Busy December

After an active 2017 when the Port of Los Angeles moved the equivalent of 9.3 million shipping containers -- an all-time high for the facility -- a busy December has put it on track to report another record year in 2018, according to Sanfield. Traffic at the Port of Long Beach increased more than 7.3 percent through November, on pace to surpass the record 7.5 million containers it handled last year.

There are many other signs that international commerce did just fine in 2018, thanks in no small part to a busy trade year in America, the world’s biggest buyer of goods.

Despite Trump’s efforts to reduce his country’s appetite for foreign-made products, the U.S. imported more goods and services in value terms than ever in October, the latest Commerce Department data show. U.S. exports were near the all-time monthly record set in May.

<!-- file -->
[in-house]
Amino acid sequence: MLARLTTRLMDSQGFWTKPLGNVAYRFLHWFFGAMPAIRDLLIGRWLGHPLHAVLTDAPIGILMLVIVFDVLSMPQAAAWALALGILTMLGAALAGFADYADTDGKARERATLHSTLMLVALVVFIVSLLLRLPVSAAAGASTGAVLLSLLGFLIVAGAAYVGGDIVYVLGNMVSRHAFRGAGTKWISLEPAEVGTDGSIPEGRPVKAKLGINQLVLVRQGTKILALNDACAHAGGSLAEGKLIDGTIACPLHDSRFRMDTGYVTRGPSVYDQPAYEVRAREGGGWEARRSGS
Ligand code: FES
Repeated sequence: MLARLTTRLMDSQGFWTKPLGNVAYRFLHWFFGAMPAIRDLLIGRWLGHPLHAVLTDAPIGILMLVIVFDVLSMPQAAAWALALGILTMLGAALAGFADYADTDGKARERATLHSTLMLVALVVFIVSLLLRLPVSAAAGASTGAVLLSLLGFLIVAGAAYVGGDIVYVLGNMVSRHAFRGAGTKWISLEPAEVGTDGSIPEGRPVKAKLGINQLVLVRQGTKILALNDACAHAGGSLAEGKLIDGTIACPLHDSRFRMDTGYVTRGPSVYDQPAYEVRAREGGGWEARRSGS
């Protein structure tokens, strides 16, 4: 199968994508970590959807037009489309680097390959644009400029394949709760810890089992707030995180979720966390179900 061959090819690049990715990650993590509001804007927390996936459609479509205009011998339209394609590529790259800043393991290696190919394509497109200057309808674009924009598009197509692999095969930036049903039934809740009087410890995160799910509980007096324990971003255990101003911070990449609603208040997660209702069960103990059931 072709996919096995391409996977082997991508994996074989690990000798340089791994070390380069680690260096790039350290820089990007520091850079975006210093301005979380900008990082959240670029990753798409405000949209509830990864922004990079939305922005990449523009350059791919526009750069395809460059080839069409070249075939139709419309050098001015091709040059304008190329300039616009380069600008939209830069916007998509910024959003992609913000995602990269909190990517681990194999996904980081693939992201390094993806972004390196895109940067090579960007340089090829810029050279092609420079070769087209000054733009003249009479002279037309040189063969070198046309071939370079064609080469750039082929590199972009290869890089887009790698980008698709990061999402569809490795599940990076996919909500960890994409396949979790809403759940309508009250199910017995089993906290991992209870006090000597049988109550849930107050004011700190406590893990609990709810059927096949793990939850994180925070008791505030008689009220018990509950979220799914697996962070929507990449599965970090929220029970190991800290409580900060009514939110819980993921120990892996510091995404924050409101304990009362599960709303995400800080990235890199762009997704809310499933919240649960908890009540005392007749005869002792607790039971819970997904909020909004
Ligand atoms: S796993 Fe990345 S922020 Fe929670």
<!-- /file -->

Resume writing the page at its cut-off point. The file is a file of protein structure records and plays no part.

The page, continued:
And while the World Trade Organization in September forecast global trade growth would ease this year by 0.8 percentage point to 3.9 percent, the gain would still be high by recent standards. As recently as 2016, international trade volumes grew by just 1.8 percent.

“Many people want to shout that the sky is falling on trade because of these trade measures” such as tariffs imposed by the Trump administration, WTO chief economist Robert Koopman said. But for now, “we think 2018 is going to end up with a fairly solid year.”

The story of global trade in 2018 does have subplots and offers warnings for the future.

Record volumes at West Coast ports illustrate at least one uncomfortable trend for Trump: His trade war so far has done more to reduce American exports to China than to lower imports from the Asian nation.

Increased traffic at the Port of Long Beach included a surge in empty containers being shipped back to Asia. In November alone the port saw more than 186,000 empty containers sent on that trip, 11 percent more than last year.